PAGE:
The curriculum is so rich and varied. The children’s imaginations are nourished and developed as they move through the years . The teachers encourage the children to question what they are learning about and draw their own conclusions. It is very different to the way I remember school for myself (learn, memorise and regurgitate for exams). They get to experience the history of civilisation in a really exciting and profound way and at an age that is appropriate.

I like the idea of the ‘Main Lesson’. For a two hour period each morning where the classes explore a topic over the course of a number of weeks. They are immersed in the discovery of a certain period in time or new subject.

There is a sense of reverence and awe the curriculum and teachers promote. The blessings that are said at fixed points in the day are truly beautiful.

 

 

The best/worst thing about the school, in your opinion?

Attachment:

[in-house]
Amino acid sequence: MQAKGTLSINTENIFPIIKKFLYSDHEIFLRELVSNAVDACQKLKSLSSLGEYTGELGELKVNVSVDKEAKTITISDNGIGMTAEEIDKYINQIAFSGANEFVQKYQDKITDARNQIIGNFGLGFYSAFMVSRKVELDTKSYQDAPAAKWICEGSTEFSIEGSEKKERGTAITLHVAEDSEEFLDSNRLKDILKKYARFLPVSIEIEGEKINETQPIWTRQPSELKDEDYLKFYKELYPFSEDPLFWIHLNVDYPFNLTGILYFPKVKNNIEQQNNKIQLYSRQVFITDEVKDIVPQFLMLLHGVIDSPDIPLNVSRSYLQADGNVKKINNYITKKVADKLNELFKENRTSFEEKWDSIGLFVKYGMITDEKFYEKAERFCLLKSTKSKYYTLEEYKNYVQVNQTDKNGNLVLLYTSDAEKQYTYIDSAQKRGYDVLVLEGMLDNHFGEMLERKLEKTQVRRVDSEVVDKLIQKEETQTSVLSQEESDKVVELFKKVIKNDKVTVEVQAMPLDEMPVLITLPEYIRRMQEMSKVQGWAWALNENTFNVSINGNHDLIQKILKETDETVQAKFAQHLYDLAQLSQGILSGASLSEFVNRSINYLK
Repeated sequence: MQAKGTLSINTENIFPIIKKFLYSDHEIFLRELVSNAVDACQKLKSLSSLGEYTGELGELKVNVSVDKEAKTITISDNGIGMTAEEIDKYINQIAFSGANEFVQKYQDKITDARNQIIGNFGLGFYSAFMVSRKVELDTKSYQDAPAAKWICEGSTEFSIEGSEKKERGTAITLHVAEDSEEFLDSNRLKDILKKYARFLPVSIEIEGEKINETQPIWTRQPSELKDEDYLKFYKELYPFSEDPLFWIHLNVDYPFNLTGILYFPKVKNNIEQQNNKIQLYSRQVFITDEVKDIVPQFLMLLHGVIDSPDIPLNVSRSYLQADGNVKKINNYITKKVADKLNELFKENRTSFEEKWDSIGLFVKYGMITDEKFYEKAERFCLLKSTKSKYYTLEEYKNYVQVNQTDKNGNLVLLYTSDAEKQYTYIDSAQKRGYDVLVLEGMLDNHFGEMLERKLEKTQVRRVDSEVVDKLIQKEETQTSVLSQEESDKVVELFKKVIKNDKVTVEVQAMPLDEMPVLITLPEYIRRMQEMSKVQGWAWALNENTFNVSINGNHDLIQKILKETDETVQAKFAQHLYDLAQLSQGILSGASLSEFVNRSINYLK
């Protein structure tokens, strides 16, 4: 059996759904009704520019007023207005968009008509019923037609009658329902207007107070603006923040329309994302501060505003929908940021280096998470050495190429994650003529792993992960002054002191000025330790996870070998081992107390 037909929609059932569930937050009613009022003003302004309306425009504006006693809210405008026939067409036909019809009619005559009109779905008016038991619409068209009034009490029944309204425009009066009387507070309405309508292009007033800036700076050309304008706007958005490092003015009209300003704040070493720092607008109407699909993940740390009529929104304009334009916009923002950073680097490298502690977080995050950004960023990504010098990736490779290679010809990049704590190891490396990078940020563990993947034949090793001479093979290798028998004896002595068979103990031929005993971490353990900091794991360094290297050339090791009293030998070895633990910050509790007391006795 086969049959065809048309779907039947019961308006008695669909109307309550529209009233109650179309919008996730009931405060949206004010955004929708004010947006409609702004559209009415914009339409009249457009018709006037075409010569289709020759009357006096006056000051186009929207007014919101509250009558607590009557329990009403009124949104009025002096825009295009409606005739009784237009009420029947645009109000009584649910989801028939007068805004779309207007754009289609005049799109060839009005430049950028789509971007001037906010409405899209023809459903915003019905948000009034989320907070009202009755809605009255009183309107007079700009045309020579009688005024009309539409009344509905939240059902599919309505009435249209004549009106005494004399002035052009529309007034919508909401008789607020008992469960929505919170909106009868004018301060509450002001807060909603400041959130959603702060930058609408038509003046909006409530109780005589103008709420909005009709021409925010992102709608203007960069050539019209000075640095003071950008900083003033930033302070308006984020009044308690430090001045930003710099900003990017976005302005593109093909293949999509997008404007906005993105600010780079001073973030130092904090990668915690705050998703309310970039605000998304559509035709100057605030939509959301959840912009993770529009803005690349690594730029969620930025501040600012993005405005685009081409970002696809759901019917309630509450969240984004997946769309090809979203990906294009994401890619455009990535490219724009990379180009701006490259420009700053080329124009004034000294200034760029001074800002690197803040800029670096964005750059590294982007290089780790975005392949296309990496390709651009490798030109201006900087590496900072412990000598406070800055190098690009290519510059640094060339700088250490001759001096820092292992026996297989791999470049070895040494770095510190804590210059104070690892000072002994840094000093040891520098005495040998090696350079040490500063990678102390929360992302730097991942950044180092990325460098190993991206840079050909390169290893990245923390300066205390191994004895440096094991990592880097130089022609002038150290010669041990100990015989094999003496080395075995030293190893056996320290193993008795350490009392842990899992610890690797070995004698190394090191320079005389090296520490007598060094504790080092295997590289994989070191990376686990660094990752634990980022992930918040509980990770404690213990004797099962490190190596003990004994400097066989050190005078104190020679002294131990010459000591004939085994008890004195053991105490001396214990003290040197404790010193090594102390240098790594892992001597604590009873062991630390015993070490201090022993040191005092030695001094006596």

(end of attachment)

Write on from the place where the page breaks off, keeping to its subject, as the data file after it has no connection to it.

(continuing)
Worst :

Although I love working for the good of the community, I would like to not have to think so much about fundraising.

Best:

Incredible, intuitive, intelligent and kind teachers we are blessed with to teach our children.

Wonderful grounds the children get to play in.

The curriculum.

I like that my children address their teachers by their first name and chat with them confidently, in the same that they might chat to an adult friend or relative. Luca (14) is comfortable chatting to adults outside of school. You can see that he believes his opinion is valuable and he is used to being listened to by adults. I put this down to the atmosphere of respect in his school.

Sense of community: in particular, I love the parent choir, staff lunch (once a week a parent prepares a hot lunch for the teachers) and parent crafts .